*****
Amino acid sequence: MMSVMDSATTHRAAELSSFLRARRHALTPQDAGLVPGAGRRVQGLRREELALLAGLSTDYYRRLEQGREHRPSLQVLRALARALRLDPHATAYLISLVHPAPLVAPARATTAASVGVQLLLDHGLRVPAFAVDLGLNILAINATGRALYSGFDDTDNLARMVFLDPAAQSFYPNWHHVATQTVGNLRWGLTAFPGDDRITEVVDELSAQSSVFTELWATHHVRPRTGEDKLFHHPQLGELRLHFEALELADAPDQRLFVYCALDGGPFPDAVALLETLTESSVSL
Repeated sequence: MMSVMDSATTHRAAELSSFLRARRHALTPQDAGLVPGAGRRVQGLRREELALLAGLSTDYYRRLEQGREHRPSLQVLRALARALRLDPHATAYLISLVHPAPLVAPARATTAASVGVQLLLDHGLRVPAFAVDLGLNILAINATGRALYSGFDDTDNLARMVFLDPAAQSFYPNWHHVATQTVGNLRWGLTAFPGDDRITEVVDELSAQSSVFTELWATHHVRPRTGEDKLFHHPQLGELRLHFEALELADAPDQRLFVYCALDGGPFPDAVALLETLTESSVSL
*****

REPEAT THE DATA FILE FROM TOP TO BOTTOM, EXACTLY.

Amino acid sequence: MMSVMDSATTHRAAELSSFLRARRHALTPQDAGLVPGAGRRVQGLRREELALLAGLSTDYYRRLEQGREHRPSLQVLRALARALRLDPHATAYLISLVHPAPLVAPARATTAASVGVQLLLDHGLRVPAFAVDLGLNILAINATGRALYSGFDDTDNLARMVFLDPAAQSFYPNWHHVATQTVGNLRWGLTAFPGDDRITEVVDELSAQSSVFTELWATHHVRPRTGEDKLFHHPQLGELRLHFEALELADAPDQRLFVYCALDGGPFPDAVALLETLTESSVSL
Repeated sequence: MMSVMDSATTHRAAELSSFLRARRHALTPQDAGLVPGAGRRVQGLRREELALLAGLSTDYYRRLEQGREHRPSLQVLRALARALRLDPHATAYLISLVHPAPLVAPARATTAASVGVQLLLDHGLRVPAFAVDLGLNILAINATGRALYSGFDDTDNLARMVFLDPAAQSFYPNWHHVATQTVGNLRWGLTAFPGDDRITEVVDELSAQSSVFTELWATHHVRPRTGEDKLFHHPQLGELRLHFEALELADAPDQRLFVYCALDGGPFPDAVALLETLTESSVSL